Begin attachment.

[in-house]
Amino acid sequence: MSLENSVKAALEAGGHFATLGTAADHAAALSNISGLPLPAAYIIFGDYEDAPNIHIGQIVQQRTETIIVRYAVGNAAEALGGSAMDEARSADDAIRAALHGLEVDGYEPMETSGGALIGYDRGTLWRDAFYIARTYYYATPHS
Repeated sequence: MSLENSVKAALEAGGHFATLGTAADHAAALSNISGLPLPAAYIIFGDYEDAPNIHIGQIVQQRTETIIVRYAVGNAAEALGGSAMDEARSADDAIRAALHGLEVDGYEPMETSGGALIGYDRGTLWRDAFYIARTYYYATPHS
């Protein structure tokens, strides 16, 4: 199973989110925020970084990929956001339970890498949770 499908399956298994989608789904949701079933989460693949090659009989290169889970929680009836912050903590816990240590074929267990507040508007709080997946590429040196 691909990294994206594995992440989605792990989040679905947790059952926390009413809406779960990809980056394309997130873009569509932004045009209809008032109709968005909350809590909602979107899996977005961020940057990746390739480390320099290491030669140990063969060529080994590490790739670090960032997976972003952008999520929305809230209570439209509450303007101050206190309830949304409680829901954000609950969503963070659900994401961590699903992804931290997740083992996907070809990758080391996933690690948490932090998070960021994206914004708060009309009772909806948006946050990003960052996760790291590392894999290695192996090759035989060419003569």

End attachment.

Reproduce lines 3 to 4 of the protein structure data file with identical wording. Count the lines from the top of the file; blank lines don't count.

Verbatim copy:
Repeated sequence: MSLENSVKAALEAGGHFATLGTAADHAAALSNISGLPLPAAYIIFGDYEDAPNIHIGQIVQQRTETIIVRYAVGNAAEALGGSAMDEARSADDAIRAALHGLEVDGYEPMETSGGALIGYDRGTLWRDAFYIARTYYYATPHS
């Protein structure tokens, strides 16, 4: 199973989110925020970084990929956001339970890498949770 499908399956298994989608789904949701079933989460693949090659009989290169889970929680009836912050903590816990240590074929267990507040508007709080997946590429040196 691909990294994206594995992440989605792990989040679905947790059952926390009413809406779960990809980056394309997130873009569509932004045009209809008032109709968005909350809590909602979107899996977005961020940057990746390739480390320099290491030669140990063969060529080994590490790739670090960032997976972003952008999520929305809230209570439209509450303007101050206190309830949304409680829901954000609950969503963070659900994401961590699903992804931290997740083992996907070809990758080391996933690690948490932090998070960021994206914004708060009309009772909806948006946050990003960052996760790291590392894999290695192996090759035989060419003569």